Production Company: Kino
Release: 3 August 1996
Length: 100 min.
Format: 35 mm; 1:1.85
Director: Sakamoto Junji
Screenplay: Sakamoto Junji, Toyota Toshiaki
Editor: Takashima Ken’ichi
Billiken: Sugimoto Tetta
Ekage: Gan Ryutaro
Tsutenkaku President: Kishibe Ittoku
Tsutenkaku Director: Minakata Eiji
Tsutenkaku Section Chief: Kunimura Jun
Oriya: Okuda Tomohiko
Tsukino: Yamaguchi Tomoko
It’s ‘Billiken’ to the Rescue
Put a coin in the donation box, rub the soles of his feet, and make a wish. Billiken the god of fortune will make us all happy.
Billiken who? The eponymous star of Sakamoto Junji’s comedy, Billiken–a squat, dumpy figure with a mischievous smile and pointy head–is a character from real life. Created by an American sculptor in 1908, the bizarre statue became quite a hit in the teens and twenties in both the United States and Japan, and a shrine was even built in his honor in Osaka’s Shinsekai district.
Billiken, however, has long since been forgotten. So, in some ways, have old entertainment centers like Shinsekai which, like New York’s Coney Island or Tokyo’s Asakusa, used to be the places to go to enjoy the thrills of modernity, to celebrate the then new fashions and fads like the movies and Billiken. However, these entertainment areas now seem somewhat pathetic and run down.
Starting with his delightful Knockout (“Dotsuitarunen,” 1989) and Checkmate (“Ote,”), 1991), and continuing with Billiken, the Osaka-born Sakamoto has continued to offer a slightly nostalgic but always enjoyable portrait of the unique and irreverent culture of Shinsekai. In Billiken, the existence of the region itself is under threat as real estate developers propose to tear down Shinsekai and its symbol, the Tsutenkaku Tower, as part of efforts to bring the 2004 Olympics to Osaka.
As a defense, the head of Tsutenkaku (Kishibe Ittoku) tries a couple of absurd strategies to revive the popularity of the tower. He finally succeeds by reinstalling the forgotten statue of Billiken. But Billiken causes a commotion by fulfilling even the most ridiculous wishes.
To bring the wooden Billiken to life–to flesh out his character, so to speak–Sakamoto cleverly has the eccentric actor Sugimoto Tetta play the spirit of Billiken (he apparently prepared for his role by sleeping with the Billiken statue every night).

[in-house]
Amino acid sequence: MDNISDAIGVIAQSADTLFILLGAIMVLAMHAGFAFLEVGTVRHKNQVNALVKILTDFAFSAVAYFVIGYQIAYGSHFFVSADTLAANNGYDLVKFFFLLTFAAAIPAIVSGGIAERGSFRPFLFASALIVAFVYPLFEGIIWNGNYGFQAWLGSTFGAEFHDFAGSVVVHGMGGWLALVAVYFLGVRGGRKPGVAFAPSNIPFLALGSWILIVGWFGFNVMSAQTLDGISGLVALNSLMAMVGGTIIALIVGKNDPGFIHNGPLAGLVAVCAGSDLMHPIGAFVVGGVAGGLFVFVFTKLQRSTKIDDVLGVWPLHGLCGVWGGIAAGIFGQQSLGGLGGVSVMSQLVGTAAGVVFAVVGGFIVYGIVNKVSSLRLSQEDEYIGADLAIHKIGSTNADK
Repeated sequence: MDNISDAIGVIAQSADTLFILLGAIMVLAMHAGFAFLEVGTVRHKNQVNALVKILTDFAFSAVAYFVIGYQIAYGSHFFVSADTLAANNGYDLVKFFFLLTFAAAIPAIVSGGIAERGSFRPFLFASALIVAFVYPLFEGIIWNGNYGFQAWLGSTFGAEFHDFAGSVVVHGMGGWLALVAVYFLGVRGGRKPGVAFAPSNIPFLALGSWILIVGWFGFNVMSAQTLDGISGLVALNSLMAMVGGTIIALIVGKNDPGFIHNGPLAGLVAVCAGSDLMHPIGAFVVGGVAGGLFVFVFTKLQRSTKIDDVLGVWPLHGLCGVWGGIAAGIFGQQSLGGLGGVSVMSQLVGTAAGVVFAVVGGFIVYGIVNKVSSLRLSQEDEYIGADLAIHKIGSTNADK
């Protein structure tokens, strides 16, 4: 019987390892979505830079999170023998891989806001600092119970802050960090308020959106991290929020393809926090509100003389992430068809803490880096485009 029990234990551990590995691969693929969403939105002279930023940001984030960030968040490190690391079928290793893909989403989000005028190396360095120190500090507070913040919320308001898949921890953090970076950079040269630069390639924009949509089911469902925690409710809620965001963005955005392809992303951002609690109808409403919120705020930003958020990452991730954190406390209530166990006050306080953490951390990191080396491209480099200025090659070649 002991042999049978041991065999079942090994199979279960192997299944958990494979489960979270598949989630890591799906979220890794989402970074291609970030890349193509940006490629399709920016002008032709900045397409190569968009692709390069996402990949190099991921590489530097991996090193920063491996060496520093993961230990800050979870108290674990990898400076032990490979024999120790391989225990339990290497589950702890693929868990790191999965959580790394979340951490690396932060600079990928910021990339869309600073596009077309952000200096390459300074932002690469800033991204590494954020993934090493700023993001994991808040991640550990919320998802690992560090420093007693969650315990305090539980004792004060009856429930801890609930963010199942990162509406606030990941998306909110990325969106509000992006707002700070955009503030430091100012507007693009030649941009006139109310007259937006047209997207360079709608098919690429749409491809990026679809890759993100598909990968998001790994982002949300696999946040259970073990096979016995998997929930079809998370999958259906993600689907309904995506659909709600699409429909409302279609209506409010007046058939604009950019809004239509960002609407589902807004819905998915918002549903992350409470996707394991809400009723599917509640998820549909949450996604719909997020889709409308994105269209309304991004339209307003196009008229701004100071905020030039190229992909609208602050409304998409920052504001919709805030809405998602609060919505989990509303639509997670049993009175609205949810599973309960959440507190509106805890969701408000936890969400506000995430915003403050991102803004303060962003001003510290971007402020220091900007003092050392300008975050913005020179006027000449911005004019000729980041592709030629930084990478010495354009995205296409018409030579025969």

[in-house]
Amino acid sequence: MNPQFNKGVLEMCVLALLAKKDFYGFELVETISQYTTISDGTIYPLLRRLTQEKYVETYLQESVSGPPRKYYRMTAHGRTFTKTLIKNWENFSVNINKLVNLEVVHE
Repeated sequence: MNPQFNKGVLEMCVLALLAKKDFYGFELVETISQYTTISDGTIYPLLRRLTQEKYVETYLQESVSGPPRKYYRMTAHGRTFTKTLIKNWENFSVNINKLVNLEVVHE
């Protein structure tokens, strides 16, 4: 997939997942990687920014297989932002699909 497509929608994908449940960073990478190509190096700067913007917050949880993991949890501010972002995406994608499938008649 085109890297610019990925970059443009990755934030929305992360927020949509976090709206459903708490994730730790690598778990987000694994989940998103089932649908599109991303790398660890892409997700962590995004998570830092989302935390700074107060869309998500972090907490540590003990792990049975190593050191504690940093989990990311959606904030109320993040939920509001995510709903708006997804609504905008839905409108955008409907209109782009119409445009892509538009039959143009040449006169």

The movie’s most delightful points are when Sugimoto, invisible to those outside of Tsutenkaku, scampers around Shinsekai trying to grant everyone’s wishes, from leading a favorite horse to victory, to improving a man’s sexual energy and even curing someone’s hemorrhoids.
Billiken/Sugimoto fights the conniving real estate developer Ekage (Gan Ryutaro), a traitor to his native Shinsekai. He even falls in love with a young teacher Tsukino (Yamaguchi Tomoko), but it is when the fulfillment of these wishes begins to cause problems and Billiken gets thrown out of Tsutenkaku that the tight and well-paced script begins to unravel.
Billiken’s eventual triumph is also a bit haphazard, which only reinforces the impression that Sakamoto’s portrait of Shinsekai is best when it focuses on the area’s communal ambiance, the peculiar but honest humanity of its collection of characters.
Here being out-of-fashion is cool. And Japanese religion is neither Zen nor the animism of Shinto, but the bonds of belief in one’s hometown, even if it is made up of petty gangsters, homeless people, hucksters, and modern showmen like Sakamoto.
Billiken does not rise up to the level of Sakamoto’s previous work, but maybe re-encountering out-of-style idols like Billiken can help us all be a little bit more happy.
Reviewed by Aaron Gerow
Originally appeared in The Daily Yomiuri, 15 August 1996, p. 11.
Copyright 1996: The Daily Yomiuri and Aaron Gerow